Marianne Weems, co-founding artistic director of The Builders Association, was head of graduate directing at Carnegie Mellon University and is currently developing CMU’s Integrative Media Program in New York.
If we presume the structure of narrative to be a “story,” then we adopt the Aristotelian classic progression in which the protagonist is introduced, begins “his” journey, encounters obstacles, and triumphs over them. Traditionally the narrative structure of any work (be it film, play, or novel) can be divided into the three-act structure: setup, conflict, resolution.
In contemporary performance there are now countless efforts to problematize, deconstruct, unsettle, reverse, or disperse narrative. I’ve always liked the playwright Mac Wellman’s summary of these efforts, via the translation of the Finnish word juoksentelisinkohan: “I think I shall wander about a little without a particular destination.”1
From the early 1960s on, experimental theater artists demonstrated a fear of narrative in an enormous and violent effort to belie, deny, resist, and critique mainstream American theater. Whether evading the realism of Arthur Miller or the saccharine “story lines” of the musical, the goal was to put as much distance as possible between themselves and the packaged products of “Broadway.”
This aversion to conventional theater practices can also be viewed as a fear of narrative; it launched these artists into the territory of slippery signifiers, as seen in Robert Wilson’s theater of images, Jack Smith’s collages of 1940s Hollywood “exotic” B movies, or the Wooster Group’s various strategies to expand narrative. My work as a dramaturg with the Wooster Group allowed me to closely witness a variety of approaches; they have now become identified as “postdramatic theater,” but in the early to mid-1980s we understood them to be activist experiments in demolishing story. This was accomplished variously through the interpolation of a text with little obvious connection to the ostensible “play,” through the addition of complex movement sequences, exaggerated performance styles, highly formal approaches to music and costume, ambient video, and so on. The result was a sophisticated and sometimes hilarious refusal of stories and of the writers who made them; the playwright-writer-storyteller could no longer remain the master of “story” or identify a central meaning for the experience. Many meanings were conveyed; perhaps some were associated with the central text, but most were intended to problematize or open up a space for new associations to be formed.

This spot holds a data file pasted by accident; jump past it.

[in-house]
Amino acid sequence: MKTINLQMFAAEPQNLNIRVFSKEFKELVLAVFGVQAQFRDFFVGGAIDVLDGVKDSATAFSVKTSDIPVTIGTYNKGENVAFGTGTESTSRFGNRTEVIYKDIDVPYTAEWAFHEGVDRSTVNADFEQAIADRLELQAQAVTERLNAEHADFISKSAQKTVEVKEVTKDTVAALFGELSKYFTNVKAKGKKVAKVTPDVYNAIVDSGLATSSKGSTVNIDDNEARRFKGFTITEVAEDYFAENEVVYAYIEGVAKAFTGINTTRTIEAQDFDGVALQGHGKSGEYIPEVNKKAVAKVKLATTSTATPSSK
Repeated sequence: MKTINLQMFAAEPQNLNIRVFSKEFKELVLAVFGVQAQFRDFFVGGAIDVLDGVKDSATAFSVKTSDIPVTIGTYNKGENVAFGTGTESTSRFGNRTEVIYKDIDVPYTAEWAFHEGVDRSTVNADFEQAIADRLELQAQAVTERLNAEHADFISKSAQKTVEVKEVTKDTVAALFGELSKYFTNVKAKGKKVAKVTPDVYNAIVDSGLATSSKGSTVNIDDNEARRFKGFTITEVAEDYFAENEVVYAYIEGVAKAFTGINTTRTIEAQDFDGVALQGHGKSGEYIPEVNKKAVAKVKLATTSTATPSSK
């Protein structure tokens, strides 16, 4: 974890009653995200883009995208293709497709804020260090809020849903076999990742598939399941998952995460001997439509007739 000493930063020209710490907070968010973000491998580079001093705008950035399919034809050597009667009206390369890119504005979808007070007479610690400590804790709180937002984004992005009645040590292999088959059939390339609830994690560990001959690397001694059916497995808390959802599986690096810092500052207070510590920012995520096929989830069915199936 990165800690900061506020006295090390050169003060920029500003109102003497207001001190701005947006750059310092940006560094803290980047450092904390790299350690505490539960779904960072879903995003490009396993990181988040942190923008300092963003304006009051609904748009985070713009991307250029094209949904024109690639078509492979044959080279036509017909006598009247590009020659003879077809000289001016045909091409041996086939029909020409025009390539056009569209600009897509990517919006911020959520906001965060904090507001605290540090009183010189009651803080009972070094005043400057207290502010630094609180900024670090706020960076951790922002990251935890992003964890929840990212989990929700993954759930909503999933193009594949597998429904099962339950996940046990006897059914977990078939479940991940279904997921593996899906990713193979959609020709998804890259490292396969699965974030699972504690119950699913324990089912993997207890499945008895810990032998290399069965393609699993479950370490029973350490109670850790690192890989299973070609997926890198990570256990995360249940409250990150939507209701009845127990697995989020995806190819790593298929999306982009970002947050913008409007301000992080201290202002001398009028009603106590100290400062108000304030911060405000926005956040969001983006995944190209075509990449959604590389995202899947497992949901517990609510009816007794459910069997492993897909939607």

Paradoxically it is interesting to note that while all these theater makers were eschewing narrative, visual artists began experimenting with it. Many visual artists were successfully delivering narrative meaning through brief (we might now call them Twitter-like) story lines: Jenny Holzer’s “protect me from what I want,” Barbara Kruger’s “your body is a battleground,” Glenn Ligon’s “I am a man,” and others. With the advantage of being in an art space that did not expect narrative, these visual artists could use short bursts of text to infer a narrative reading. Free of the conventional theatergoer’s demand that a “narrative arc” accompany anything taking place in a proscenium, those working outside of the proscenium found new ways of using rather than discarding narrative-like content.
Whether exhausted by our predecessors’ intolerance of narrative or inspired by other artists’ interest in narrative, it now seems that a generation of artists who came through the Wooster Group have rebounded. Many are now crafting radically different approaches and new ways to connect with narrative. My own approach with the Builders Association has been not to implode narrative but to foreground contemporary readings of a canonical narrative, for example, pairing The Grapes of Wrath with stories from the current foreclosure crisis in HOUSE/DIVIDED (2012), or pairing the story of Aladdin with the call centers of Bangalore in ALLADEEN (2003). Reactions to these strategies will still vary. For some, my work does not sufficiently tell a story, and for others, it is too narrative-y and too content-driven.
Other practitioners have returned theater to a space of language and narrative by turning a magnifying glass on the often excruciating process of storytelling itself. By creating a metaconsciousness of the demands of and for narrative, Richard Maxwell produces a stripped-down stylized storytelling. This pursuit also seems to inform the work of Elevator Repair Service, which unpacked F. Scott Fitzgerald’s Great Gatsby with an eight-hour verbatim reenactment of the entire novel. We can find it in the work of Nature Theater of Oklahoma, which meticulously stages casual audio recordings, again calling for examination of the apparatus of storytelling. For instance, its Romeo and Juliet “stages” the attempts of some family members to remember the story’s plot line, and their fragmented reconstruction of the story becomes a moving alternative narrative.
Mac Wellman, Speculations (2001), http://www.macwellman.com/images/speculations14.pdf. ↩
The Wooster Group, BRACE UP!, 1991.
Richard Maxwell, House, 1998.
Nature Theater of Oklahoma, Life and Times, 2009–.
Elevator Repair Service, Gatz, 2006.
The Builders Association, Alladeen, 1999–2007, and House/Divided, 2011–.